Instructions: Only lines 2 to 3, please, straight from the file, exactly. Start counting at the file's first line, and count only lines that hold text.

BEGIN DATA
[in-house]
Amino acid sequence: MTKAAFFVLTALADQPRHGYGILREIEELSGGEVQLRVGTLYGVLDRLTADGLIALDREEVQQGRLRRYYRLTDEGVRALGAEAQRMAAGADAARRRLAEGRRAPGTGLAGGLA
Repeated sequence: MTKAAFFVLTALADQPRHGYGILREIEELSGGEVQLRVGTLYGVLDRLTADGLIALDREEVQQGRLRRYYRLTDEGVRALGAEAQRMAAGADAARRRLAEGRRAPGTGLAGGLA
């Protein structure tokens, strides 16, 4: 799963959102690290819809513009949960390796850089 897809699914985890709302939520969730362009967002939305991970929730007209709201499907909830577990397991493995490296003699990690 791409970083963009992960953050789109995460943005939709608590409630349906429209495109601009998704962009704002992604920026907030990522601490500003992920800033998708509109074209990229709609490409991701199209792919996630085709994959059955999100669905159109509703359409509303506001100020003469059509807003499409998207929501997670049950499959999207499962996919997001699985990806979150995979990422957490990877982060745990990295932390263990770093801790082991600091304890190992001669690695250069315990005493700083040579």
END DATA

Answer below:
Amino acid sequence: MTKAAFFVLTALADQPRHGYGILREIEELSGGEVQLRVGTLYGVLDRLTADGLIALDREEVQQGRLRRYYRLTDEGVRALGAEAQRMAAGADAARRRLAEGRRAPGTGLAGGLA
Repeated sequence: MTKAAFFVLTALADQPRHGYGILREIEELSGGEVQLRVGTLYGVLDRLTADGLIALDREEVQQGRLRRYYRLTDEGVRALGAEAQRMAAGADAARRRLAEGRRAPGTGLAGGLA